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Floor Press vs Incline Press for Upper Chest

For upper chest development and strenght… which one is better? I mainly do powerbuilding and powerlifting but would like to focus on upper chest development for this cycle cause it is nearly invisible contrary to medium/lower pecs which are huge.

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Supposedly reverse grip bench press involves the upper part of the pecs more than any overhand pressing variation.

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Most of your upper chest development is genetic IMO but strict incline bench right below to chin seems to stimulate more muscle in this area for me.

Just to do a slight derail, I know decline press has become the red headed step child of the pressing family but for hitting tris and pecs, I reckon they are gold.

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Might I suggest doing DB inclines at a 35 degree angle.

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Also, many people advocate the neck press (or guillotine press) as a decent upper pecs builder.

I tried it and can’t tell yet, but you definitely feel a deeper stretch than with the standard bench press in the clavicular area of the Pec…

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Not trying to make cute by combining two of the suggestions above, but in my experience, the best upper-chest exercise, bar none, is decline guillotines. Can’t do them any more (shoulder issues), but they put mass on my clavicular heads like nothing else.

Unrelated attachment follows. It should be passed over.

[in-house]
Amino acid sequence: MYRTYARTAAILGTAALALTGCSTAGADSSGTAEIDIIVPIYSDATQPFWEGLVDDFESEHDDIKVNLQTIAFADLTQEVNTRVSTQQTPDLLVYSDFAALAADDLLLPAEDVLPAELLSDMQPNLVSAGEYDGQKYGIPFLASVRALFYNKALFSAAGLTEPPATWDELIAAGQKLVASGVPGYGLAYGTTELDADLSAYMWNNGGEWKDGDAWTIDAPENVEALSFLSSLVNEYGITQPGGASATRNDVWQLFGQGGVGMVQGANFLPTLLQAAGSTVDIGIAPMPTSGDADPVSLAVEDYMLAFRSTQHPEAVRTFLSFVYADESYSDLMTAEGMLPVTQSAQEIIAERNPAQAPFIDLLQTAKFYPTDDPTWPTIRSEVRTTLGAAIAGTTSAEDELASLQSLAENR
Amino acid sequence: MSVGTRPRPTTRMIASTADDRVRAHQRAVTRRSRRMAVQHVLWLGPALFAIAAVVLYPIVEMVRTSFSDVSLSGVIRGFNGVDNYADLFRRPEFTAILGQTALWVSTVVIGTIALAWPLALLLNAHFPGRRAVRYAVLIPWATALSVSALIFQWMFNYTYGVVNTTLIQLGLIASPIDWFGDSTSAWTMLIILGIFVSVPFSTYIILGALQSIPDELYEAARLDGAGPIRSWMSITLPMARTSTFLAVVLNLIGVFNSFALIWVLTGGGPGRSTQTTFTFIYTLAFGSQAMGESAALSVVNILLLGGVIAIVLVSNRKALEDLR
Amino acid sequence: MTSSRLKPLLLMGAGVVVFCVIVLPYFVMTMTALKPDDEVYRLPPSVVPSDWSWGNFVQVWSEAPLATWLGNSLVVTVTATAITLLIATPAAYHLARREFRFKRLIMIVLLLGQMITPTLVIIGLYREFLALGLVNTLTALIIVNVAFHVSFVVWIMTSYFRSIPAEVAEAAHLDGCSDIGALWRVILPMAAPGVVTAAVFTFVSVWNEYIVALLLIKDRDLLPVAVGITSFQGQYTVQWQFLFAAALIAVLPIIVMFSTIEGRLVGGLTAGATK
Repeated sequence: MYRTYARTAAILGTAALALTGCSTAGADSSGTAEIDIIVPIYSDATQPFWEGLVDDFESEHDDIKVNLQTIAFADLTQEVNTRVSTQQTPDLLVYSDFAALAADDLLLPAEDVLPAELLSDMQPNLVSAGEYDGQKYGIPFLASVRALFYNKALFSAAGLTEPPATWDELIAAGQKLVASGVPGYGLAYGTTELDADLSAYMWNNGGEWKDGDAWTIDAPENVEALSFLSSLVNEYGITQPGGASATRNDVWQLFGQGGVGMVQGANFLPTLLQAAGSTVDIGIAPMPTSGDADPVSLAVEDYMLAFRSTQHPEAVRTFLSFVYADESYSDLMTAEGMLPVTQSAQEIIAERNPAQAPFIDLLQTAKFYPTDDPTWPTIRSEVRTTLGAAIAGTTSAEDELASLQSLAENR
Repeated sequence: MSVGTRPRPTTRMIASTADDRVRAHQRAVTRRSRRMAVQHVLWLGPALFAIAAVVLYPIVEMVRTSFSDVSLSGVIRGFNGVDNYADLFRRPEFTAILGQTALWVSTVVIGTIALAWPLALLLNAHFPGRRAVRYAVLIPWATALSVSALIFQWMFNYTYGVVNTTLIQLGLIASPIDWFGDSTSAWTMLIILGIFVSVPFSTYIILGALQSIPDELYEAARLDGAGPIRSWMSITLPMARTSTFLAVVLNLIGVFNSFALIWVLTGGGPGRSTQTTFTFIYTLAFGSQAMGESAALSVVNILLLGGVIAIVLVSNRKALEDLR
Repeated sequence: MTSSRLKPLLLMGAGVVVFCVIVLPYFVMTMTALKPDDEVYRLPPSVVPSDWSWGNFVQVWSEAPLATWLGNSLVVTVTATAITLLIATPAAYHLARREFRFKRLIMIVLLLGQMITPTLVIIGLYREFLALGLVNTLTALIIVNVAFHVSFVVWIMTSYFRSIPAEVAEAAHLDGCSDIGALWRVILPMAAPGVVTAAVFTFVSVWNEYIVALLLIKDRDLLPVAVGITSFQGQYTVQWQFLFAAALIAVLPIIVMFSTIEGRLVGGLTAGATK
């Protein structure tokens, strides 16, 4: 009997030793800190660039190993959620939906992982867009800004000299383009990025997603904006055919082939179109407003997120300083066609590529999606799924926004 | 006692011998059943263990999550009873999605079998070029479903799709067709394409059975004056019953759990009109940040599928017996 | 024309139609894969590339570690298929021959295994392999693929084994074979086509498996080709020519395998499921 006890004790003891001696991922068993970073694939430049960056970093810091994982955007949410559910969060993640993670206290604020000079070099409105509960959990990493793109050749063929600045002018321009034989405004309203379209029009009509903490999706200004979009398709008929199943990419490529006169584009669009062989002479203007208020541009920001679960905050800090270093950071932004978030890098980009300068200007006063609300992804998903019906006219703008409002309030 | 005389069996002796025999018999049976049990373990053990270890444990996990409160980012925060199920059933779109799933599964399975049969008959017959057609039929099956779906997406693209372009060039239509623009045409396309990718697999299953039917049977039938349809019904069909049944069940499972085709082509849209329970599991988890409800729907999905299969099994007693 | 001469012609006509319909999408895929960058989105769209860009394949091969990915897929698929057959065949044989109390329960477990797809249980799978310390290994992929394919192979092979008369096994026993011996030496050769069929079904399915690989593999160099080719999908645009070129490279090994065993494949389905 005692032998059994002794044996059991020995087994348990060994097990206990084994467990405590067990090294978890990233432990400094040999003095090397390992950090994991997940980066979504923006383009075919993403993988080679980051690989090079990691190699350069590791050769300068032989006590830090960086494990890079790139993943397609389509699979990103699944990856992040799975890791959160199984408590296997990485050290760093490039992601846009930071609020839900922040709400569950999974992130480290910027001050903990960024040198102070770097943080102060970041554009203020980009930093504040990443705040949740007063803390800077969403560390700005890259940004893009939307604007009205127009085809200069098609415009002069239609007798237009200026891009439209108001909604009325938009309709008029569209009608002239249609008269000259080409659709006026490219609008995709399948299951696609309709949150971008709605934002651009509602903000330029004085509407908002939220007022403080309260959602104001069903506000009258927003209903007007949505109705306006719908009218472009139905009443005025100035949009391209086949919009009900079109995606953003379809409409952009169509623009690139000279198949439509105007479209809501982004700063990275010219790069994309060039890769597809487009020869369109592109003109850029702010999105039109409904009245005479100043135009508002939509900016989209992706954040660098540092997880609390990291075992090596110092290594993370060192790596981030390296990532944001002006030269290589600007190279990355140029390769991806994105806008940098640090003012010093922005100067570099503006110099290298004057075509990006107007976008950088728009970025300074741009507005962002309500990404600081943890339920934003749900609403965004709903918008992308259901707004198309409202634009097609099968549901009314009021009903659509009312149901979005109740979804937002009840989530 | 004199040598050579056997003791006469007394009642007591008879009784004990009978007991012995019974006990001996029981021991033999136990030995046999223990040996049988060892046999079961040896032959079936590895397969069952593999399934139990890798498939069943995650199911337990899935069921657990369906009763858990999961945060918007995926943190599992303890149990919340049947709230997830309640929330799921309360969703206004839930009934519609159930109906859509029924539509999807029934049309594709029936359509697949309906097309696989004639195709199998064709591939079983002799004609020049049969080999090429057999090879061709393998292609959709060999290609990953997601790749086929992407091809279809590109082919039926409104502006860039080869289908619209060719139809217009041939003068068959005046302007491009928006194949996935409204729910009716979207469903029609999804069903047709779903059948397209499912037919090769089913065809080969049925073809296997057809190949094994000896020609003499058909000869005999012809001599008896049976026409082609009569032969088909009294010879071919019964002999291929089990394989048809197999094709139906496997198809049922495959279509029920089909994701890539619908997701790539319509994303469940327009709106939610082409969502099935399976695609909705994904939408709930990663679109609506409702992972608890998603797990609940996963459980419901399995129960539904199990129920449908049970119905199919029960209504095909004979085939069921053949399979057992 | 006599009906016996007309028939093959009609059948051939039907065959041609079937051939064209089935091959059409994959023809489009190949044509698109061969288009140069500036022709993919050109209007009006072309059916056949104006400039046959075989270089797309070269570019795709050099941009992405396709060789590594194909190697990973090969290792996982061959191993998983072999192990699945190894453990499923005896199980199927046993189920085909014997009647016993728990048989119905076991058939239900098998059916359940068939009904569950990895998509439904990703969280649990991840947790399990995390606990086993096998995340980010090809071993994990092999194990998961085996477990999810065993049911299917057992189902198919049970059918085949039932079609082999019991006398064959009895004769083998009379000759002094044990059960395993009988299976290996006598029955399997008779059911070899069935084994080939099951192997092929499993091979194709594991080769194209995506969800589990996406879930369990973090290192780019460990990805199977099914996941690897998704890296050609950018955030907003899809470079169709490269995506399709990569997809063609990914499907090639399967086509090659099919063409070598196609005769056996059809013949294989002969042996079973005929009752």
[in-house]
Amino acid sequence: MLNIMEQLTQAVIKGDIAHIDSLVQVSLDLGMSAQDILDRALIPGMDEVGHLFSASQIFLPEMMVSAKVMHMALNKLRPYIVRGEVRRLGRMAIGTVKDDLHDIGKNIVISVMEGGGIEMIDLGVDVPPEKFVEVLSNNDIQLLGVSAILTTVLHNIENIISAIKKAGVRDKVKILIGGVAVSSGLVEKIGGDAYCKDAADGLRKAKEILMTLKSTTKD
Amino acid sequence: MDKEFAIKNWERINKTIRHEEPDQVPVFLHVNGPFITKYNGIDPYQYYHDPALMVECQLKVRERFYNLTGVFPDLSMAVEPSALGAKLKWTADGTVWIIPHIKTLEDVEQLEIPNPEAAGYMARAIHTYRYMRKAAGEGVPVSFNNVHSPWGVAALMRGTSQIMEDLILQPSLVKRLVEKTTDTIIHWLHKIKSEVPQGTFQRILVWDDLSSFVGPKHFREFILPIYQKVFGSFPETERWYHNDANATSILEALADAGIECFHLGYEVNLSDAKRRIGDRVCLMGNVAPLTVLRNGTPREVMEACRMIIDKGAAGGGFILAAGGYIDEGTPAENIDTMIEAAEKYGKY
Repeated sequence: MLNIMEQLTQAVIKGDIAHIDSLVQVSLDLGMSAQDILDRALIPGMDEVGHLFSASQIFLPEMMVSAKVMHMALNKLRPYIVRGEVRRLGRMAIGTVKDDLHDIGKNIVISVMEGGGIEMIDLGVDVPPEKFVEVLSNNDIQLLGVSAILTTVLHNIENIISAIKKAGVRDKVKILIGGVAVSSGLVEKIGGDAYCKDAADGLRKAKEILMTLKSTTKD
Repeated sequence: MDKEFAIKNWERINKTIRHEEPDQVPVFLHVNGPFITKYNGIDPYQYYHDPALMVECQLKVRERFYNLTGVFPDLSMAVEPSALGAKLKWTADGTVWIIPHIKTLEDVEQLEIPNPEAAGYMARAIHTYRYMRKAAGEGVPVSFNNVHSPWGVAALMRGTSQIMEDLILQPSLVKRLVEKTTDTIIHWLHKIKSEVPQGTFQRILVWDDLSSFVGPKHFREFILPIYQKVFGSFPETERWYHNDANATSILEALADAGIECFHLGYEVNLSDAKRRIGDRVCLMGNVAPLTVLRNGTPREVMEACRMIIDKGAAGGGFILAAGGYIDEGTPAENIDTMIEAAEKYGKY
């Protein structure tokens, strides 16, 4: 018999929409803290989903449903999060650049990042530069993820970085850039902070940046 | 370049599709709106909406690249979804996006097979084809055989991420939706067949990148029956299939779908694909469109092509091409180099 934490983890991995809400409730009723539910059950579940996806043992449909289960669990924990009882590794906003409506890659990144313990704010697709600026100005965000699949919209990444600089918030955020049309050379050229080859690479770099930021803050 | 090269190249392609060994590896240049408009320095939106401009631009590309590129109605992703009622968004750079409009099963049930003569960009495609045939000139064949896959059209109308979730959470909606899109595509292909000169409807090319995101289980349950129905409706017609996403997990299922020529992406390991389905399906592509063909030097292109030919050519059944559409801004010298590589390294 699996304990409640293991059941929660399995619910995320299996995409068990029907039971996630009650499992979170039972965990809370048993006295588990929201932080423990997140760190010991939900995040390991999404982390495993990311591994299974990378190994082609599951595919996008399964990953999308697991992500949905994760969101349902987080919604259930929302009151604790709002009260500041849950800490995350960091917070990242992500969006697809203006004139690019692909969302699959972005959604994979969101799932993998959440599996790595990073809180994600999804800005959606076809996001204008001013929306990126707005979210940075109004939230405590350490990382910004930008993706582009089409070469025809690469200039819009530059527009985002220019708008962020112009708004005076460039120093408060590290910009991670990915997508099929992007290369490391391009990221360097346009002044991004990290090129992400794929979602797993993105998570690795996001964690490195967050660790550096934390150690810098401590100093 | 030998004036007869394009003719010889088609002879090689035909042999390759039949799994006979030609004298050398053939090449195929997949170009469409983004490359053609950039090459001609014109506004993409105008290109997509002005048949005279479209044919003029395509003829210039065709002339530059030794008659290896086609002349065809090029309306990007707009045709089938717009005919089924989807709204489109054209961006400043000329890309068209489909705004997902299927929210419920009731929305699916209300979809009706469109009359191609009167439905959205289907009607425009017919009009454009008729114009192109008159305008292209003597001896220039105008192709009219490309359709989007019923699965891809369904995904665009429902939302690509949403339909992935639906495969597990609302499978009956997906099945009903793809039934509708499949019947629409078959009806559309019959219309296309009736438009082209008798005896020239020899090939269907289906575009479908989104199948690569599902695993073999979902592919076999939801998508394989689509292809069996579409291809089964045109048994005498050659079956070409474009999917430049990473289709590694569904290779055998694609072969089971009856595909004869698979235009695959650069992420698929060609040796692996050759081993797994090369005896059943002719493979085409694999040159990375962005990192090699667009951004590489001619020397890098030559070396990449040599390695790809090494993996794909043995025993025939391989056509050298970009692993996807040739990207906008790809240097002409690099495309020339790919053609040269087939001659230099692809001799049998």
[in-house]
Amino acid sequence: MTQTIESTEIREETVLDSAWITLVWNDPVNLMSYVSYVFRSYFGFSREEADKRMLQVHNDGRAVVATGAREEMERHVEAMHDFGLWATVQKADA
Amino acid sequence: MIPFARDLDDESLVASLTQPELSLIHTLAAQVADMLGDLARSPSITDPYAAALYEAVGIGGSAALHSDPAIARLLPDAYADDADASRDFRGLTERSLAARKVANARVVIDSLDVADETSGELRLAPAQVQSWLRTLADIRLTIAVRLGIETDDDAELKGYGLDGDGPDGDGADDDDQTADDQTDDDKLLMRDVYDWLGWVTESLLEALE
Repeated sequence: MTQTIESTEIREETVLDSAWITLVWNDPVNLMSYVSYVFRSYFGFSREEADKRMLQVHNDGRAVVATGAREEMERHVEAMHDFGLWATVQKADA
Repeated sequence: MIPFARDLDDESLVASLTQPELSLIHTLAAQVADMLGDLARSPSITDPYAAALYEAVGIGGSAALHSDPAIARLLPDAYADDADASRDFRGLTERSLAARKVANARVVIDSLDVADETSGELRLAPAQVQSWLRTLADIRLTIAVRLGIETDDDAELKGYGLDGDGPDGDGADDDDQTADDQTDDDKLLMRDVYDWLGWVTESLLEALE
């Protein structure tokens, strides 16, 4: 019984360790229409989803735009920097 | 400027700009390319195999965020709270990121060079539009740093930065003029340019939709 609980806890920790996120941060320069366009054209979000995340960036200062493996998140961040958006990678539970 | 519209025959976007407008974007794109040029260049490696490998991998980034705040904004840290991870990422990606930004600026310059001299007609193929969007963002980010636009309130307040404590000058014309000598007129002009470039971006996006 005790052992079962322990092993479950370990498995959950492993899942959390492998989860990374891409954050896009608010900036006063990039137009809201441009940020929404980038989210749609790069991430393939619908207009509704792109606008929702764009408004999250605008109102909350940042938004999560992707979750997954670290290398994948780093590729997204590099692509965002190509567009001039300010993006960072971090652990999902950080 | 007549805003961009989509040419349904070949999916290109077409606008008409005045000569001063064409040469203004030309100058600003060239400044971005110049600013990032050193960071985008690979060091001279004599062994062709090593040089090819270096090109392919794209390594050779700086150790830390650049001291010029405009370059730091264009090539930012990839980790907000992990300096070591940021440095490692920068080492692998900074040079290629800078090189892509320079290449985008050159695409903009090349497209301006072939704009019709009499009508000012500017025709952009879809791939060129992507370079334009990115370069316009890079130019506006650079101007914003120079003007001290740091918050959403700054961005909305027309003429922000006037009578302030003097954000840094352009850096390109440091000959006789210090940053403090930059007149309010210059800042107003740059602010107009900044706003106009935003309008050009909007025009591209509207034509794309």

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In my own experience, I’ve always found that the traditionally stocked 45 degree incline bench in most commercial gyms hits more front delts than upper chest. My best upper chest progress came from employing:

1- LOW (about 15 degrees!) incline db work (stick a pair of 45 lb plates under one side of a flat bench!)

2- LOW incline cable flyes (but keeping the ROM to your chest, not to your head! - watch my old videos or any of the number of guys I’ve coached on here in their chest videos! It’s mine! -lol)

3- Reverse Grip standing cable presses. I tried these after my first shoulder surgery when I couldn’t do traditional presses, and unlike reverse close grip presses that people like to use for triceps, I found that utilizing a free-motion cable machine and keeping my hands palms up really allowed me to get a tight contraction in the area just below my clavicle. I’m not saying that this wouldn’t work as well laying on a flat bench, merely that I would probably end up muscling the weight up and utilizing my triceps more in such a situation.

S

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Would not call a floor press a chest builder myself.